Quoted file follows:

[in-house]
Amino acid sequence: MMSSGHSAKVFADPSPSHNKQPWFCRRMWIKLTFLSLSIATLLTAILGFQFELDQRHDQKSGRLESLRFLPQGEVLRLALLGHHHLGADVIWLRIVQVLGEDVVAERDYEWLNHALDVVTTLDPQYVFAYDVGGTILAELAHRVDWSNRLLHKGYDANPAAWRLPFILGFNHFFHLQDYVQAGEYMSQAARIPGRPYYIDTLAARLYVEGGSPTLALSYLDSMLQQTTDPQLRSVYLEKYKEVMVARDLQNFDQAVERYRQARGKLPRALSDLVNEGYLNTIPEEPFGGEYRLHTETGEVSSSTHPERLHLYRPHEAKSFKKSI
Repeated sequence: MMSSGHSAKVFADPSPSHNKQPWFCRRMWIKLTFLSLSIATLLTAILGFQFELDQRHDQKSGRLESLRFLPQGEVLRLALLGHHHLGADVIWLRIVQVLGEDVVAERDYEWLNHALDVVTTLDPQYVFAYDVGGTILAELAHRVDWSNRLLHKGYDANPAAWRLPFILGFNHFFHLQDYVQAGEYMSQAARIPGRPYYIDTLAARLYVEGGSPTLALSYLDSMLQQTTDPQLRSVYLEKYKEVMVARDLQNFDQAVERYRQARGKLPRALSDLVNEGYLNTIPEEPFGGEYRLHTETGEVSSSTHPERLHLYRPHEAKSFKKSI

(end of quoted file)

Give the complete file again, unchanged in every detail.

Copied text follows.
[in-house]
Amino acid sequence: MMSSGHSAKVFADPSPSHNKQPWFCRRMWIKLTFLSLSIATLLTAILGFQFELDQRHDQKSGRLESLRFLPQGEVLRLALLGHHHLGADVIWLRIVQVLGEDVVAERDYEWLNHALDVVTTLDPQYVFAYDVGGTILAELAHRVDWSNRLLHKGYDANPAAWRLPFILGFNHFFHLQDYVQAGEYMSQAARIPGRPYYIDTLAARLYVEGGSPTLALSYLDSMLQQTTDPQLRSVYLEKYKEVMVARDLQNFDQAVERYRQARGKLPRALSDLVNEGYLNTIPEEPFGGEYRLHTETGEVSSSTHPERLHLYRPHEAKSFKKSI
Repeated sequence: MMSSGHSAKVFADPSPSHNKQPWFCRRMWIKLTFLSLSIATLLTAILGFQFELDQRHDQKSGRLESLRFLPQGEVLRLALLGHHHLGADVIWLRIVQVLGEDVVAERDYEWLNHALDVVTTLDPQYVFAYDVGGTILAELAHRVDWSNRLLHKGYDANPAAWRLPFILGFNHFFHLQDYVQAGEYMSQAARIPGRPYYIDTLAARLYVEGGSPTLALSYLDSMLQQTTDPQLRSVYLEKYKEVMVARDLQNFDQAVERYRQARGKLPRALSDLVNEGYLNTIPEEPFGGEYRLHTETGEVSSSTHPERLHLYRPHEAKSFKKSI